Assembling a business plan based on reasonable growth assumptions makes it easier for prospective investors to decide whether the funding you’ve requested is realistic in terms of meeting your goals.

If you don’t know how to create a financial projection, hiring a controller or part-time controller may be the right move. 

A fractional controller, for example, can support your fundraising efforts by:

  • Assisting with budgeting, financial projections, and stakeholder reporting
  • Tracking key performance metrics and analyzing financials to evaluate profitability 
  • Ensuring your financials are ready to be viewed by investors (including when a merger or acquisition is in the works)

Fundraising Due Diligence Checklist for Startups

If so, you should be prepared to give equity investors like venture capitalists and angel investors the information they need to carry out their due diligence process, satisfy their criteria that your business is well-run, and explore any potential investment risks.

By gathering the appropriate documentation in advance, you can:

  • Respond to due diligence requests in a timelier manner
  • Show prospective investors you’re organized, with properly managed finances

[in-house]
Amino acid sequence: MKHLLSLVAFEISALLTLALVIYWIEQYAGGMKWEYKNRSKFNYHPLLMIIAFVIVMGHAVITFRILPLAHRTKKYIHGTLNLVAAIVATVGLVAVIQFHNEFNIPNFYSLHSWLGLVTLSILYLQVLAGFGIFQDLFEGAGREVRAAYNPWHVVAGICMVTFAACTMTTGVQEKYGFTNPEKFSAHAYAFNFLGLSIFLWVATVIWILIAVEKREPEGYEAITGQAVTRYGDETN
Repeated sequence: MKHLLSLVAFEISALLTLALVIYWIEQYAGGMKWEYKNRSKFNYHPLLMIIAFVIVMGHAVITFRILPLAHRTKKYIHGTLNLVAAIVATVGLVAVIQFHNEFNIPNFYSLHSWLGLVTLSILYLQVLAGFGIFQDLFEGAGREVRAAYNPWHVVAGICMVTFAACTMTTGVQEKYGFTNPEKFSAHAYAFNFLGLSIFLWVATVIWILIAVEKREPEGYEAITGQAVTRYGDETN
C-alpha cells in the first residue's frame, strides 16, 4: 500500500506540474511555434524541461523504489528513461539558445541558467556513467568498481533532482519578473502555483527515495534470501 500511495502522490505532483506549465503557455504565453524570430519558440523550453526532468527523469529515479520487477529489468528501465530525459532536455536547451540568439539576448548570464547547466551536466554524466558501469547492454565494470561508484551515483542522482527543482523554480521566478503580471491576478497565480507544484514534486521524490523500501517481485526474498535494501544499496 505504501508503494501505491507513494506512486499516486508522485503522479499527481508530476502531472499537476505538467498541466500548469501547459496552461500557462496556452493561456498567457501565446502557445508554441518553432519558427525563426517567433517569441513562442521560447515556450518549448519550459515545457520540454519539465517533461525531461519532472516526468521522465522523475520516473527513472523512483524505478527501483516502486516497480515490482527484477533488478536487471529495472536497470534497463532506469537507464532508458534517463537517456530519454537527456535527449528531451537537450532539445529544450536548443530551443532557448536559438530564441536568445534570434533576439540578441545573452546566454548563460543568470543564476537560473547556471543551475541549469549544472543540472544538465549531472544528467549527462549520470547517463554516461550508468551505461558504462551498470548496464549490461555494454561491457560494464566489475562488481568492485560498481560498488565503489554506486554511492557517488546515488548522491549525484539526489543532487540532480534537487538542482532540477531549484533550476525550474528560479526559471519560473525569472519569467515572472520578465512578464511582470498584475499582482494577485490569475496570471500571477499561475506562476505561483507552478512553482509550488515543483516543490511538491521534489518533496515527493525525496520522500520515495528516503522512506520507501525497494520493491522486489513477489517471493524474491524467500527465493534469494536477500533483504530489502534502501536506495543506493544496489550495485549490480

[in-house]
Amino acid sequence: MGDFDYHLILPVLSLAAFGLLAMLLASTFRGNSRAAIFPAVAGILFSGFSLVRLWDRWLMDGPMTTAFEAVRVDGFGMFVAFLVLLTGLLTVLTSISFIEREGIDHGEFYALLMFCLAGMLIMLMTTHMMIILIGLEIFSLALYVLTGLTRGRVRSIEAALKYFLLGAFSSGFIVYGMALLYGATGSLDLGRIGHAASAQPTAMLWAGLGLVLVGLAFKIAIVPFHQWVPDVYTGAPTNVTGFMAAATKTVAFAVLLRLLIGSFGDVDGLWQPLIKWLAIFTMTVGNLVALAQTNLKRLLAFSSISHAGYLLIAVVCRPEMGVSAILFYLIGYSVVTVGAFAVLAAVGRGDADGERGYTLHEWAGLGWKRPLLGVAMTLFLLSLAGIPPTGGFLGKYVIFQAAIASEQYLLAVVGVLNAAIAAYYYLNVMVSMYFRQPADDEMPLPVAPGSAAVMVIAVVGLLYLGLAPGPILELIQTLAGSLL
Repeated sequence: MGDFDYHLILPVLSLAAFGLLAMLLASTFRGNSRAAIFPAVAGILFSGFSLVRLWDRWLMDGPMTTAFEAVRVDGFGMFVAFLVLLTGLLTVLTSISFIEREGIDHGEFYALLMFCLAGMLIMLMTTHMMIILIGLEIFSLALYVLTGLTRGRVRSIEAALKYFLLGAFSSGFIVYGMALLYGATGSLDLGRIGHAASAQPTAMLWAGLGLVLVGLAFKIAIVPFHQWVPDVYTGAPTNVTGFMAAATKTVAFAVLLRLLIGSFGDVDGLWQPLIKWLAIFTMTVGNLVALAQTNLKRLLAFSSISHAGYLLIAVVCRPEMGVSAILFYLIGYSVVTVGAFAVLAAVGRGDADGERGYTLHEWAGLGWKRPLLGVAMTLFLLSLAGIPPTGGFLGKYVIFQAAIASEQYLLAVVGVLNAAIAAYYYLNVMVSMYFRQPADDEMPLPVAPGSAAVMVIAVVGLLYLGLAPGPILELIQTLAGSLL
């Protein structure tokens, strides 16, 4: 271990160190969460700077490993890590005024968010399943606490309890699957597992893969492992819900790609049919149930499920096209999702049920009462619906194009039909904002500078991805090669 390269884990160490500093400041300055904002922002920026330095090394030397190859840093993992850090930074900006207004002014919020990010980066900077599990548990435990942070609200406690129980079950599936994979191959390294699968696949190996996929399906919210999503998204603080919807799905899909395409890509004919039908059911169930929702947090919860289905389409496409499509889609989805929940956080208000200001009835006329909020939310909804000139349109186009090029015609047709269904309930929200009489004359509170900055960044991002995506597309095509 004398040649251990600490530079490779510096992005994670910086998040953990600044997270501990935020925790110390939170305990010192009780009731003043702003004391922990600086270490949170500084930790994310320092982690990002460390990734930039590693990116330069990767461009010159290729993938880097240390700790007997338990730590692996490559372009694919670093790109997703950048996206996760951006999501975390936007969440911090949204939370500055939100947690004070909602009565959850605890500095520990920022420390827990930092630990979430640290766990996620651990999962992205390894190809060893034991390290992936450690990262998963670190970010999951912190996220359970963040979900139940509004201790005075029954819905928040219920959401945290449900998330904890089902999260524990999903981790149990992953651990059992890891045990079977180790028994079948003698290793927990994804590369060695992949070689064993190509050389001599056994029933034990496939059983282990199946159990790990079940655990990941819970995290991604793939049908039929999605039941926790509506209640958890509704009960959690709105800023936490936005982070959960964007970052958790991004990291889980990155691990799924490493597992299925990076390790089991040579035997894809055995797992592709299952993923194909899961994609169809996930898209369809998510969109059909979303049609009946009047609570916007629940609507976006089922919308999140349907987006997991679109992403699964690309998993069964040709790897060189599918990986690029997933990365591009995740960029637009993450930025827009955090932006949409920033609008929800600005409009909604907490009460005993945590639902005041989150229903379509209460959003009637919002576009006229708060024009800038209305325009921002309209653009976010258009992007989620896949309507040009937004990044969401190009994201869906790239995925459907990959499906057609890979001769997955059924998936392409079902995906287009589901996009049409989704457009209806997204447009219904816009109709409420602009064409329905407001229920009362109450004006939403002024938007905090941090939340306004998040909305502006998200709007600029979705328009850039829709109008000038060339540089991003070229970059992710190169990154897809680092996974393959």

• Speed up the fundraising process

In addition to a well-constructed pitch deck, here are 7 key fundraising documents that should be on the due diligence checklist of every startup.

1. Company Valuation Statement

Whether or not your products or services are turning a profit, you’ll need to show potential investors what your company is worth. 

There are several methods for determining the financial value of SaaS businesses and other startups, including:

SDE (Seller Discretionary Earnings) = Revenue - Cost of Goods Sold - Operating Expenses + Owner Compensation

  • By calculating what’s left after costs and expenses are covered, SDE lets early-stage companies with less than $5 million in annual revenue demonstrate their value.

EBITDA (Earnings Before Interest, Taxes, Depreciation and Amortization) = Net Income + Interest + Taxes + Depreciation + Amortization

  • More accurate than SDE, EBITDA is the valuation of choice for mature companies with more than $5 million in annual revenue. You can even compare your business to the industry average by calculating your EBITDA margin (EBITDA ÷ Total Revenue).

ARR (Annual Recurring Revenue) & MRR (Monthly Recurring Revenue)

  • As a measure of future growth based on current revenue, ARR and MRR are useful for valuing pre-seed and seed-stage startups that have a minimum $2 million in ARR, a forecasted year-over-year growth rate of 50%, and a reduced reliance on founder involvement.

2. Financial Statements